It has been a strange gardening year so far. In my garden at least, plants are beginning to flower that have already flowered earlier this year while some spring shrubs are only coming into flower now. I’m not complaining, though, as flowers at any time are welcome. Another thing that is very noticeable this year is the beautiful scents in my garden. Such a variety of perfumes from lilies, buddleias, etc. They really brighten my days.
The concept of creating a scent garden is not a new idea but actually began in Persian palaces over 2,500 years ago. Through the ages the scented garden has gained in popularity.
The Persian gardens were made for delighting the senses and to provide spiritual sanctuary, as well of course as for their practical benefits.
The Egyptians were well known for their expertise on aromatic plants. Such was their love of scent that Egyptian kings were buried in caskets made from the fragrant and durable wood of the Cedar of Lebanon. Medicinal plants were grown in temple gardens. These were the early ‘botanic gardens’.
It was Greek men of learning such as Hippocrates (the ‘Father of Medicine’ ) who developed the botanical knowledge and skill from which future civilisations learned. Many plants are actually named after nymphs and lovers in Greek legend.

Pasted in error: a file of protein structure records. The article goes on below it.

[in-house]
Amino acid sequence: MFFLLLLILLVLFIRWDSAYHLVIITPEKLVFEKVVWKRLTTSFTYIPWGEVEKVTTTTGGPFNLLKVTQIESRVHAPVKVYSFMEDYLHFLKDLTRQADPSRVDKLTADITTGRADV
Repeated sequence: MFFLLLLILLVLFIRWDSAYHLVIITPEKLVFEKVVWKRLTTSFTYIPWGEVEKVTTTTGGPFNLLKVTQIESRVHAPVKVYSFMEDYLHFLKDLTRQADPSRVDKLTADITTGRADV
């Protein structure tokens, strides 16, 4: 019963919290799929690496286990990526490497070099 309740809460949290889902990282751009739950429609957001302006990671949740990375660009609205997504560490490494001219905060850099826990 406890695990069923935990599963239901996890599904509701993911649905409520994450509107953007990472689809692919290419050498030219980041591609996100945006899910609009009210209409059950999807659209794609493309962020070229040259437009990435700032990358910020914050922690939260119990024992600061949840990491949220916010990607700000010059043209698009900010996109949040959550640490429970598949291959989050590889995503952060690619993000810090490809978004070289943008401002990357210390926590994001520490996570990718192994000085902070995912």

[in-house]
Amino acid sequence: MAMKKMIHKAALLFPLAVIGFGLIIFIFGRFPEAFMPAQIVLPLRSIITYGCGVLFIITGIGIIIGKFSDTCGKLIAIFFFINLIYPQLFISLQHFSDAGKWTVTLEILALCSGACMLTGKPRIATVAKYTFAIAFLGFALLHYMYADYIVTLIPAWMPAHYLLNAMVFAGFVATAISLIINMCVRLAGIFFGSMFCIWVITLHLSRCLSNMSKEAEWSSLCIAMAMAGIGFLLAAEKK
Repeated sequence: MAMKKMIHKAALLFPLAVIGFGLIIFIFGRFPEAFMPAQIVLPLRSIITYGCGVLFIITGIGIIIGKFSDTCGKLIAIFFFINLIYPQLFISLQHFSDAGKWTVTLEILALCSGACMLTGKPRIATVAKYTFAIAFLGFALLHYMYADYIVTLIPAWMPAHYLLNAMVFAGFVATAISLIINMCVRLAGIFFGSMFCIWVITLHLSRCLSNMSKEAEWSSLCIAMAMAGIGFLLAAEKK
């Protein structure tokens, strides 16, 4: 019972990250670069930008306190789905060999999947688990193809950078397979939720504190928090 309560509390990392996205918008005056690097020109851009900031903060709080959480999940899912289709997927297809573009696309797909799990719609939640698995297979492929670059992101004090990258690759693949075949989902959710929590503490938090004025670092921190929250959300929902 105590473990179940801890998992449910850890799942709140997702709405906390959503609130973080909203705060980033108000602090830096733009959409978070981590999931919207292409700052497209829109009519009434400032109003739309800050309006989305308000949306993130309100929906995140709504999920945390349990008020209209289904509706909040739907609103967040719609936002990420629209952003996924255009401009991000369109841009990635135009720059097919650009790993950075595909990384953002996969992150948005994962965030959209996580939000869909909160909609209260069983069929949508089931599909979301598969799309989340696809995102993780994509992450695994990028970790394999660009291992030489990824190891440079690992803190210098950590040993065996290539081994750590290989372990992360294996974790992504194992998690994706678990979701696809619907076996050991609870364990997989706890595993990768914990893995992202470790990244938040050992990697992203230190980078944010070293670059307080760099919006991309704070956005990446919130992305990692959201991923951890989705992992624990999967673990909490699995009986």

The Roman knowledge of herbs and aromatic plants came mainly from the Greeks. When they conquered Britain, the Romans brought this knowledge with them. They also introduced many plants with we are now familiar.
It was the influence of the Byzantine church that brought the idea of aromatic gardens to European culture. The flower garden was generally behind the altar to the east, facing Jerusalem. The Garden of Eden was also scented.
The Renaissance, which began in the late part of 13th century in Italy, influenced the whole of Europe in many ways including garden and park designs. The Renaissance garden incorporated roses, scent arbours, fountains, and walkways in formal designs. Knot gardens planted with aromatic herbs were extremely popular, particularly in England in the Tudor and Elizabethan ages. Also included were flowers such as sweet Williams, violas, primroses, etc.
In the late 16th and 17th centuries the Huguenots fled France and landed in England. They brought with them a vast knowledge of gardening and many new scented plants. At this time also, voyages of discovery brought new plants and fruits to Europe.
By the 18th century scented plants had gone out of fashion. This garden style was replaced by landscape design orientated layouts. This style which showed a lack of appreciation for scented plants continued into the 19th century. Thankfully, later in these years, gardeners such as Gertrude Jekyll altered the trend again and by the 20th century fragrant gardens were back in vogue.
No doubt trends will change again but that is up to us and the interest we show in particular styles.
Scented plants to consider:
• Sweet pea.
• Sarcococca humilis.
• Foeniculum (fennel ).
• Iris reticulata.
• Buddleia (mixed types ).
• Choisya ternata.
• Philadelphus (mixed types ).